By Steve Baca VCP, VCI, VCAP, Global Knowledge Instructor
Virtualization is an umbrella term that continues to evolve to include many different types that are used in many different ways in production environments. Originally virtualization was done by writing software and firmware code for physical equipment so that the physical equipment could run multiple jobs at once. With the success of VMware and its virtualization of x86 hardware, the term virtualization has grown to include not just virtualizing servers, but whole new areas of IT. This article is going to look at the origins of virtualization and how some of the historical development has spurred on today's virtualization. In addition, we will discuss different types of virtualization that are being utilized in the marketplace today and a listing of some of the leading vendors.
In general, the idea behind virtualization is to make many from one. As an example, from one physical server using virtualization software, multiple virtual machines can run as if each virtual machine were a separate physical box. In data centers, before virtualization, one or more applications and an operating system would run on their own unique physical server. Since each one of those physical servers needed floor or rack space, there was a problem of the growing size and number of data centers, that businesses needed in IT. Using virtualization to consolidate the number of physical servers reversed the trend of this sprawl, , and companies began to see a cost savings.
From the system administrator's point of view, another reason to virtualize is the ability to quickly add more virtual machines as needed, without having to purchase new physical servers. The delay in obtaining new servers varies widely with each company and, in some environments, could be quite lengthy. With virtualization, the length of this process can be greatly reduced because the physical server is already up and running in production. The system administrator can quickly create a brand new virtual machine by adding the virtual machine to an existing physical host. Thus, you can run many virtual machines on one physical server.
A third reason to virtualize is for better resource utilization. Before virtualization, it was not unusual to see a physical server using less than five percent, or even ten percent, of its CPU and/or memory. As an example, consider the case where a physical server was purchased to run an application that only runs during the evening. When the application is not processing, such as in the morning or afternoon, then the physical box is sitting idle, which is a tremendous waste of resources. Thus, virtualizing the application that is used only at night runs at night, leaves that virtual machine to run on the same server with other virtual machines that utilize resources during the morning or afternoon. The virtual machines will balance each other's resource usage. Since one virtual machine application will run during the day, and the other virtual machine's application will process at night, the physical server will better utilize its resources. Resources such as memory and CPU on a server can be safely utilized by multiple virtual machines processing up to 75 percent to 80 percent on a continuous basis, with server side virtualization from vendors such as VMware. The advantage is the utilization of the resources will be far more efficient with virtualization, than if the applications ran on individual physical servers.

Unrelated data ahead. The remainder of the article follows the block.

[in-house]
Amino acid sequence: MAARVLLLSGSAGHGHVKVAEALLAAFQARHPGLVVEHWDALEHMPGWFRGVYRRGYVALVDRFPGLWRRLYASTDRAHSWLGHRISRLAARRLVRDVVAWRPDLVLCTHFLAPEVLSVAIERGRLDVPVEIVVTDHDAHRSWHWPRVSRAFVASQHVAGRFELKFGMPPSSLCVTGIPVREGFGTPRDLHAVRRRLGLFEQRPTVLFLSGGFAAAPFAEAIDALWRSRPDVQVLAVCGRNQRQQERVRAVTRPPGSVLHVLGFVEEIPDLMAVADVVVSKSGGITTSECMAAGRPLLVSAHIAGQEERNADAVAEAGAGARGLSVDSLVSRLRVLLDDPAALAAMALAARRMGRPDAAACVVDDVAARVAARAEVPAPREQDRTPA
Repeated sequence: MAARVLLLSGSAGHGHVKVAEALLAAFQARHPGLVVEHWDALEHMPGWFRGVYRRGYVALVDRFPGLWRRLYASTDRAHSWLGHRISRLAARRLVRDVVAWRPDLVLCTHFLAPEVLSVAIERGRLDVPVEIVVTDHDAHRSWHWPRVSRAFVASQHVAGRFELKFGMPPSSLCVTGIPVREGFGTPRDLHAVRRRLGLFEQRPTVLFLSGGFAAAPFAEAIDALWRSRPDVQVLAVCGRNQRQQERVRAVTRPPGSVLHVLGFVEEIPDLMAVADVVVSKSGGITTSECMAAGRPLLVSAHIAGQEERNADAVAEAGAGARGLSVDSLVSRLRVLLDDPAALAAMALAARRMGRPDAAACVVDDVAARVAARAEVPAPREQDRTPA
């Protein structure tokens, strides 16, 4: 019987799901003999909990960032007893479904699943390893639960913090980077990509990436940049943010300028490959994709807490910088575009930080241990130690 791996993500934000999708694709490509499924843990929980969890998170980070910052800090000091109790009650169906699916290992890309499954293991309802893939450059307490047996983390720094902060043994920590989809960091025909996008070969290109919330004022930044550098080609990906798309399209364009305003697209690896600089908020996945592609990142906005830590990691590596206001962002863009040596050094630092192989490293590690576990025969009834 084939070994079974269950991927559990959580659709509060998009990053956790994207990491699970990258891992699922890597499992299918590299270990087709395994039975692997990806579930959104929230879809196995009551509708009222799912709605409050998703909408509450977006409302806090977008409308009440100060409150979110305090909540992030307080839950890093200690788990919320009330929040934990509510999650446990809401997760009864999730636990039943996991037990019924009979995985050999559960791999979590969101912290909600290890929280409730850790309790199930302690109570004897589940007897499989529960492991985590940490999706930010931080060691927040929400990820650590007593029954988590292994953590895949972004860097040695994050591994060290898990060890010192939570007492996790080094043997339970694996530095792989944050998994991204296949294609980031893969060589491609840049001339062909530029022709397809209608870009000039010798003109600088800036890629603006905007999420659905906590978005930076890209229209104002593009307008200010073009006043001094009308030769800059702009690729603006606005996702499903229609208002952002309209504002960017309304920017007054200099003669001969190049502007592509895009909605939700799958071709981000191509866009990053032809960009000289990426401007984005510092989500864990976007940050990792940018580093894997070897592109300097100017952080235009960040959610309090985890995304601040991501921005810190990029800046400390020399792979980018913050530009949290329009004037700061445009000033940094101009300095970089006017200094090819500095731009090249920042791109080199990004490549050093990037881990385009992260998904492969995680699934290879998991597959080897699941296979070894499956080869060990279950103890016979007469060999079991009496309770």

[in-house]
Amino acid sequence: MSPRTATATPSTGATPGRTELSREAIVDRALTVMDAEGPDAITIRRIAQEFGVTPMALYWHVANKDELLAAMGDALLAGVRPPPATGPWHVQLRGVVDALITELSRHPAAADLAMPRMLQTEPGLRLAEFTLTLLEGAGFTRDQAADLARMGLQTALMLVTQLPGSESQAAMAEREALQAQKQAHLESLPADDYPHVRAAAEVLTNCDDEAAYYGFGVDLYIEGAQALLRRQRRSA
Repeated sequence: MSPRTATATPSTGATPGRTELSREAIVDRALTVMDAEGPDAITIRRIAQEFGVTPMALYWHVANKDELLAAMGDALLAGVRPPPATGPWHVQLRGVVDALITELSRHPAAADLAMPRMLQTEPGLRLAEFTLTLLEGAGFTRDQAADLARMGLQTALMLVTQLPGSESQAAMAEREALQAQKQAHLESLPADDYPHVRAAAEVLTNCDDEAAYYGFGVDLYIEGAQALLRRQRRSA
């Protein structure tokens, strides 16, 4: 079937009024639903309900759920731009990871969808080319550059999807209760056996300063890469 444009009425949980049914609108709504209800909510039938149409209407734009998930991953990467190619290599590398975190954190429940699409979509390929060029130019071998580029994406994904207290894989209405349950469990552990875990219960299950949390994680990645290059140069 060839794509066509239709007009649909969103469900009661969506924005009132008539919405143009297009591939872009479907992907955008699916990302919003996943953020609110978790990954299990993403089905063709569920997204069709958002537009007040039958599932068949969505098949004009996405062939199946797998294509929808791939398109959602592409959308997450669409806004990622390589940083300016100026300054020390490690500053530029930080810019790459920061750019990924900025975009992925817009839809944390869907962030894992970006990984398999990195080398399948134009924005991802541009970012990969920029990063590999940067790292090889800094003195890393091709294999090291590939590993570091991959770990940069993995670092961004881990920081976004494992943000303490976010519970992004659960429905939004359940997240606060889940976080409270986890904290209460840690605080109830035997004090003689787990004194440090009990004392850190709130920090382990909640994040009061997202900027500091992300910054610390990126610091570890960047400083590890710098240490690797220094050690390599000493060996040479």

A fourth reason to use virtualization is that it can utilize new features that create a more reliable environment. As an example, VMware offers a feature called High Availability (HA). This additional feature is used when a physical server fails. After HA has determined that the physical server is down, it can restart the virtual machines on surviving servers. Therefore, an application will experience less down time using HA as an automated approach to physical server failure. Other vendors have their own features written into their code that offer different forms of reliability as well.
These are a few of the reasons to virtualize, and there are definitely more reasons. Now, let's turn to the beginning of virtualization.
Origins of Virtualization
The origins of virtualization began with a paper presented on time-shared computers, by C. Strachey at the June 1959 UNESCO Information Processing Conference. Time-sharing was a new idea, and Professor Strachey was the first to publish on the topic that would lead to virtualization. After this conference, new research was done, and several more research papers written on the topic of time-sharing began to appear. These research papers energized a small group of programmers at the Massachusetts Institute of Technology (MIT) to begin to develop a Compatible Time-Sharing system (CTSS). From these first time-sharing systems attempts, virtualization was pioneered in the early 1960s by IBM, General Electric, and other companies attempting to solve several problems.
The main problem that IBM wanted to solve was that each new system that they introduced was incompatible with previous systems. IBM's president, T.J. Watson, Jr., had given an IBM 704 for use by MIT and other New England schools in the 1950s. Then, each time IBM built a newer, bigger processor, the system had to be upgraded, and customers were continuously being retrained whenever a new system was introduced. To solve this problem, IBM designed its new S/360 mainframe system to be backwards-compatible, but it was still a single-user system running batch jobs.